Biertempfel: More good than bad happened for Pirates in first month
We're past the one-month mark of the Pirates' season. Maybe you missed the calendar flip because Root Sports flipped over to a Penguins game. Or perhaps you had your eyes closed during that torturous series loss against the Milwaukee Brewers.
Anyway, April is gone faster than a fat, belt-high fastball to Pedro Alvarez. What have we learned about these Pirates? Glad you asked.
• They don't quit. The Pirates lost the first game in each of their past five series, yet rebounded to win four of those sets. Even in the satanic pinball machine that is Miller Park, the Pirates banged a few balls off the wall to hang with the Brewers for a while.
• This is Pittsburgh's best on-field product in 20 years. That's what folks in the industry are saying. A scout told me that during spring training, then reiterated it a few days ago. The roster looks like a big league roster and isn't populated by guys who are learning on the job and washed-up vets. There is legit power and speed, improved baserunning and defense, and bona fide arms.
• Andrew McCutchen won't have to do it alone. Last year, it seemed he was the only one hitting the ball in April, May and June. This year ... well, he's not really hitting yet. In mid-April, he went through an 0-for-17 drought that was the longest of his career.
You know a guy's struggling when he gets four hits and boosts his average by 30 points. That's what happened Tuesday, when McCutchen had three singles and a solo homer. Yet, McCutchen's batting woes didn't stop the offense from hitting its stride. Starling Marte is showing that a free swinger can be a good leadoff batter. Russell Martin got it going. The Gaby Sanchez-Garrett Jones platoon looks like it'll work.
• Neal Huntington knows how to build a bullpen. Give the GM his due. One of his hallmarks is a strong bullpen, and he's done it again this year. The Phillies look like idiots for letting Jason Grilli walk away. Any team would love to have Tony Watson. Justin Wilson is starting to blossom.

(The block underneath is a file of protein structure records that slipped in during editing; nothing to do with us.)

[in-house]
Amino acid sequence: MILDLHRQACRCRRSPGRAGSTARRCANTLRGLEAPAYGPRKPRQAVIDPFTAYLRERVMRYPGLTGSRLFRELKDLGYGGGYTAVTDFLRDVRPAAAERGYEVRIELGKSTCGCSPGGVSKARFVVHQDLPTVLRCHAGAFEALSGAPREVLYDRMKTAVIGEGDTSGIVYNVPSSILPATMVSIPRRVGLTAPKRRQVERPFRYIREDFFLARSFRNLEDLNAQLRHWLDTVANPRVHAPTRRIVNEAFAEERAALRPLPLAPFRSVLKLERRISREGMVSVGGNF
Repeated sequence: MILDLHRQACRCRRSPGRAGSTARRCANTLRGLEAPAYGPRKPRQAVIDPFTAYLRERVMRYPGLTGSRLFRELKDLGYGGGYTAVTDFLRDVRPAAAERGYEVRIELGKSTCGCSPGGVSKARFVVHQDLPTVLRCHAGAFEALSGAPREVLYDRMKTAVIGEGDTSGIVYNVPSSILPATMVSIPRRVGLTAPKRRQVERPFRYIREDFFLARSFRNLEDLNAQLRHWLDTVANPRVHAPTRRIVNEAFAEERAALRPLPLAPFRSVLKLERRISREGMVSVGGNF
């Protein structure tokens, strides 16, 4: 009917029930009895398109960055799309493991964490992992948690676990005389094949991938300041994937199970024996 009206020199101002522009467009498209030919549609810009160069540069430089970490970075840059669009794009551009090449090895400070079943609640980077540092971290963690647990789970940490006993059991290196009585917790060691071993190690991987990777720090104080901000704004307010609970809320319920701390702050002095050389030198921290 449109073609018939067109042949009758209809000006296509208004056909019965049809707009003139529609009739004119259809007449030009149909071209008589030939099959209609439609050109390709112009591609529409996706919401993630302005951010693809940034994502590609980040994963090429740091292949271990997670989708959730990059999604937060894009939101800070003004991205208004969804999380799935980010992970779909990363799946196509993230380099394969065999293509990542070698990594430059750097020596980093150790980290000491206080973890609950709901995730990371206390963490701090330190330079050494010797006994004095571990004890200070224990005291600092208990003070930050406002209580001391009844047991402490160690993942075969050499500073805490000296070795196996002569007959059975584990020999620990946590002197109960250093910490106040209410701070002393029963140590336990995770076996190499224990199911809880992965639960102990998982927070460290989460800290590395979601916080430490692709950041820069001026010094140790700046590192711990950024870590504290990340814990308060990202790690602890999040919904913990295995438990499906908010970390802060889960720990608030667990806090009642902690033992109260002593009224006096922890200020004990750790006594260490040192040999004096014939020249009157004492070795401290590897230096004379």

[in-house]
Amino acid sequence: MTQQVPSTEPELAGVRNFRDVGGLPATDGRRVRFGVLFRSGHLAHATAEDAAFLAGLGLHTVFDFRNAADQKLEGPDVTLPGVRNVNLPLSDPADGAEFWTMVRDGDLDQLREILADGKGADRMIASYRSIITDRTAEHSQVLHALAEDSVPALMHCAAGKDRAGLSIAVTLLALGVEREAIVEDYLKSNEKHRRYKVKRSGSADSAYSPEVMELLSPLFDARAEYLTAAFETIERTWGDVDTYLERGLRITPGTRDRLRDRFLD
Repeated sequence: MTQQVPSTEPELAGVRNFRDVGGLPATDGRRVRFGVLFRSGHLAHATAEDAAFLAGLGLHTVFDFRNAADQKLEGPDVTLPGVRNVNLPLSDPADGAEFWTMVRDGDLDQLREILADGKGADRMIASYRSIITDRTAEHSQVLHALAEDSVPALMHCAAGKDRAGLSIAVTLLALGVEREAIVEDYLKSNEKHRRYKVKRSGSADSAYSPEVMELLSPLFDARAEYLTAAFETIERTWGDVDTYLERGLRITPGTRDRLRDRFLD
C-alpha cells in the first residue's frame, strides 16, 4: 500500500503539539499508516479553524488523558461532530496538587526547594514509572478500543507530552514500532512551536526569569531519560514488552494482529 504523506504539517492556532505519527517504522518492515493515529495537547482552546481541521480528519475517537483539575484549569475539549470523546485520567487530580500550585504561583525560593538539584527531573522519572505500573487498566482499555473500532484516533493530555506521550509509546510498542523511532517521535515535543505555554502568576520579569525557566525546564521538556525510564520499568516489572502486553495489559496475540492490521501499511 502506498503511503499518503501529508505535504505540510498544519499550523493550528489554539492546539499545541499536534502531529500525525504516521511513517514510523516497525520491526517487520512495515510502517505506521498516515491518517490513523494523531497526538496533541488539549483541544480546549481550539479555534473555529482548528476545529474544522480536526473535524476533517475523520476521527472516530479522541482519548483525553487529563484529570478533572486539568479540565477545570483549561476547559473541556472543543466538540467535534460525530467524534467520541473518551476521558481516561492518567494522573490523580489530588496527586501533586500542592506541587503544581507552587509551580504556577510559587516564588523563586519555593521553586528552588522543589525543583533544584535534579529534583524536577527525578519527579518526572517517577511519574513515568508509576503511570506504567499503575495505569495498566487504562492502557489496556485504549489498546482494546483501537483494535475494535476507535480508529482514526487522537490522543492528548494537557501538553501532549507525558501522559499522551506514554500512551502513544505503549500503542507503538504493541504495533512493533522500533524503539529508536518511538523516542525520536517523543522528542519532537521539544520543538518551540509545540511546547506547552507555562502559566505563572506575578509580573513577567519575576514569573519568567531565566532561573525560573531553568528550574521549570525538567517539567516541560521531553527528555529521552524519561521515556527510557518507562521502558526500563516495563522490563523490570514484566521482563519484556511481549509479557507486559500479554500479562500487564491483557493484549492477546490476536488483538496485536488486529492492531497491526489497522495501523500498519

And, hey, Mark Melancon! Huntington certainly picked the right time to deal Joel Hanrahan, who already has spent two weeks on the disabled list and no longer has a lock on the closer's job in Boston.
• The starting pitchers had better pick it up — soon. Pitch some darn innings, fellas. On the final day of April, manager Clint Hurdle already was trying to ration the outings by Grilli, Melancon and Watson so their arms don't fall off by the All-Star break. “We've red-lined our bullpen,” Hurdle said.
Once they join the team, Francisco Liriano and Charlie Morton don't necessarily have to pitch like Cy Young every night. But they must consistently work into the sixth inning and beyond.
• The stream of talent from the minors isn't a geyser. Maybe someday. But not now.
The rotation is made up mostly of the products of other clubs' farm systems. Liriano and Morton, same deal. Jeff Locke, acquired in a trade and mostly developed by the Pirates, is still trying to establish himself.
Five years of over-slot bonuses and high draft picks gave us ... Phil Irwin, a 21st-rounder who became the first pitcher of the Huntington era to start a game for the Pirates. A spot start. And a brief one. Meh.
When Neil Walker tore up his hand in St. Louis, neither Ivan De Jesus, Jordy Mercer nor Josh Harrison proved to be a must-have callup. Instead, the Pirates kept their bench short-handed for a week while Brandon Inge and John McDonald filled in at second base.
Gerrit Cole and Jameson Taillon are coming. Luis Heredia is coming. Josh Bell, Gregory Polanco and Alen Hanson are coming, too. Yeah, yeah, yeah. Until they get here — and stay, and produce — I'll remain skeptical.
• They have a chance ... Nobody has stepped up yet to run away with the NL Central. The Reds still seem like the team most likely to do it, but they've had a bumpy opening month. The Pirates were good and lucky in April, and rode it toward the top of the standings. That's not enough to start planning the parade, but it's a seed for hope.
• ... but if not, heads will roll. A sub-.500 record was disappointing the past two years. This season, it would be inexcusable and would warrant a purge from president Frank Coonelly on down to the scouts and minor league coaches. Not everyone would have to go — Hurdle would survive, I think — but most of them would be out.
Rob Biertempfel is a staff writer for Trib Total Media. Reach him at email@example.com or via Twitter @BiertempfelTrib.
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